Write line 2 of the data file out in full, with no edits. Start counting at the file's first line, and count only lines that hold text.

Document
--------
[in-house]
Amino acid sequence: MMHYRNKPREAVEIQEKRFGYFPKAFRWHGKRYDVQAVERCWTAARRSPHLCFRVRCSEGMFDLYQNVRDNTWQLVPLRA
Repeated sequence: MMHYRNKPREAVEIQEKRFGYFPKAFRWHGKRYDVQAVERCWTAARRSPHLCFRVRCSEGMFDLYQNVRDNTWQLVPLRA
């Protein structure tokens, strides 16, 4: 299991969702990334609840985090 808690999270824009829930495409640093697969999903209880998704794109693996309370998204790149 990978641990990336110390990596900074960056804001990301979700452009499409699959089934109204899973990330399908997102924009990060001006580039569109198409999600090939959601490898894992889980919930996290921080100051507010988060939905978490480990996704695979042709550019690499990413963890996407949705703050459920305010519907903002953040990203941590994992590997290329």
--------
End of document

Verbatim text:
Amino acid sequence: MMHYRNKPREAVEIQEKRFGYFPKAFRWHGKRYDVQAVERCWTAARRSPHLCFRVRCSEGMFDLYQNVRDNTWQLVPLRA